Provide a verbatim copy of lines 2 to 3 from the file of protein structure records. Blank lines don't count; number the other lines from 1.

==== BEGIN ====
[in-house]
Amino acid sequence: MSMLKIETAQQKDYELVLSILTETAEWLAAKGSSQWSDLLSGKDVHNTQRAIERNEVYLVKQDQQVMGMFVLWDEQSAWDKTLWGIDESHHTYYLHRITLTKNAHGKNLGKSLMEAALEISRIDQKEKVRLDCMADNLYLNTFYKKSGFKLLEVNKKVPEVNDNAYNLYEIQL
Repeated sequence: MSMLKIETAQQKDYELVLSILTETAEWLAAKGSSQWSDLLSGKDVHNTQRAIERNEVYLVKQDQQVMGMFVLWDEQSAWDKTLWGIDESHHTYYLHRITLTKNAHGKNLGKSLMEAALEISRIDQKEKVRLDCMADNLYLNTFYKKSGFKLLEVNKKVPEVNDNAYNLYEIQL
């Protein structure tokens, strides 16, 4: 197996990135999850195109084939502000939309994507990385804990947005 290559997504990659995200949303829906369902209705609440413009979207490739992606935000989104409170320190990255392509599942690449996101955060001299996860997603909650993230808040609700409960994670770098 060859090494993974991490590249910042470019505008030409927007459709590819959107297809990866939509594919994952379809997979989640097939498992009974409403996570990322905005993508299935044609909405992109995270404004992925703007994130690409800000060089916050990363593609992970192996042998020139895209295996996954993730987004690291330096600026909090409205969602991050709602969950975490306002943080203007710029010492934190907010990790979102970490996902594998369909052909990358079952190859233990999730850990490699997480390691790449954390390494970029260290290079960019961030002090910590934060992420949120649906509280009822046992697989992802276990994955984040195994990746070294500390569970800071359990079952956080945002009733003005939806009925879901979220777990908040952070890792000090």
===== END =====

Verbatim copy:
Amino acid sequence: MSMLKIETAQQKDYELVLSILTETAEWLAAKGSSQWSDLLSGKDVHNTQRAIERNEVYLVKQDQQVMGMFVLWDEQSAWDKTLWGIDESHHTYYLHRITLTKNAHGKNLGKSLMEAALEISRIDQKEKVRLDCMADNLYLNTFYKKSGFKLLEVNKKVPEVNDNAYNLYEIQL
Repeated sequence: MSMLKIETAQQKDYELVLSILTETAEWLAAKGSSQWSDLLSGKDVHNTQRAIERNEVYLVKQDQQVMGMFVLWDEQSAWDKTLWGIDESHHTYYLHRITLTKNAHGKNLGKSLMEAALEISRIDQKEKVRLDCMADNLYLNTFYKKSGFKLLEVNKKVPEVNDNAYNLYEIQL